In recent years, network security has become the primary standard for IT strategies in most corporate environments. When a company experiences a major data loss or is victim of a malicious data breach, major ramifications are likely to follow. Depending on the size and severity of the event, several key components of a company can be negatively affected – financial strength, corporate reputation, sustainability & longevity, future success, and industry relevance. That’s why it’s so integral that administrators, like myself, are tasked with making sure our environments are as secure as possible, while still allowing for groups and individuals to carry out their everyday tasks. Microsoft hopes to assist in these efforts and they’ve taken a big step in the right direction by including JEA (Just Enough Administration) with Windows Server 2016.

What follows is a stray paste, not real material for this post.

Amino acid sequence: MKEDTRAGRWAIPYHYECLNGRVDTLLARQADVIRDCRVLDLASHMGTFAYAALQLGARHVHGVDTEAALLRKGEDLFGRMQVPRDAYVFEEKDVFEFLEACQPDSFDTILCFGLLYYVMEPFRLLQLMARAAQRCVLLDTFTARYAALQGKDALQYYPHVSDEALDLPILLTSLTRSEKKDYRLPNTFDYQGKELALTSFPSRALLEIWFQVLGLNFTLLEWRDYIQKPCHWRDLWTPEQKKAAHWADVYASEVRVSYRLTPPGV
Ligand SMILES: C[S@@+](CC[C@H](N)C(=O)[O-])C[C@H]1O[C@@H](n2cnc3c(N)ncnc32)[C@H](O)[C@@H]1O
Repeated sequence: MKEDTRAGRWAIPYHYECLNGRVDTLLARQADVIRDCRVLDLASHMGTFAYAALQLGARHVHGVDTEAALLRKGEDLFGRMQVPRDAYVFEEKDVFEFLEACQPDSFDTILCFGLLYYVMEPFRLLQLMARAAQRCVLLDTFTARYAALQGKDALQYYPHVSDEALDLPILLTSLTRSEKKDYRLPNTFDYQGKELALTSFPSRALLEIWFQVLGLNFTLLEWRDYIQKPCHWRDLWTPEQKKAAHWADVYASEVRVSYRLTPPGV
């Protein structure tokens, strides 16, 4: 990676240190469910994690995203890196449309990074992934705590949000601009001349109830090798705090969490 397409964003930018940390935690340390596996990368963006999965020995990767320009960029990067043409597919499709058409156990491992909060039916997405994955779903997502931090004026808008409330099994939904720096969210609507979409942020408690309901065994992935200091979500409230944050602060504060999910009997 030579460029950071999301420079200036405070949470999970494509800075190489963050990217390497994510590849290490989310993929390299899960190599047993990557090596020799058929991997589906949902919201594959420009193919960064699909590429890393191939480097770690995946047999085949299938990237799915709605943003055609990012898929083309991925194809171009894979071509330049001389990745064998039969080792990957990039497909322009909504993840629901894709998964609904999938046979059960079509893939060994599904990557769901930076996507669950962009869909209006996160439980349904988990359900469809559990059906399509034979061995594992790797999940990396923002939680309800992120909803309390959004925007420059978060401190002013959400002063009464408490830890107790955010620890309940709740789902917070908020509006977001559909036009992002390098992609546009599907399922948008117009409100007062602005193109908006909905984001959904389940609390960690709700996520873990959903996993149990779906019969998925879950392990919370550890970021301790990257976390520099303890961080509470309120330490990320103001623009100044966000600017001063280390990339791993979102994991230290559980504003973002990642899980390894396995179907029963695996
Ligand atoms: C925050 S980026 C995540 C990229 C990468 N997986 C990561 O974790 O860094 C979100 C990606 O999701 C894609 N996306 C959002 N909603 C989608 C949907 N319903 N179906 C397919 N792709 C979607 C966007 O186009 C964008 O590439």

JEA is a power shell tool introduced in 2014 and a security feature in WMF 5.0 and Windows Server 2016 (TP4) – providing RBAC (Role Based Access Control) for your Windows servers. You can allow people to perform the tasks needed in their role without giving them full access. JEA gives admins the option to place more granular restrictions on specific tasks to help ward off situations where data is compromised.
For example, a role-based network administrator can be given rights to administer DNS and DHCP but not full domain administrator access. You can limit your help desk to administration of active directory for password resets, limited group administration based on OU’s, and print services. It’s also common to have development groups or Hyper-V administrators that need to be limited.
Although each environment is different, there is almost always a need for security (at some level). It appears that Microsoft understands this concept as well. This is evident by the inclusion of security-based features such as JEA in the much anticipated Windows Server 2016.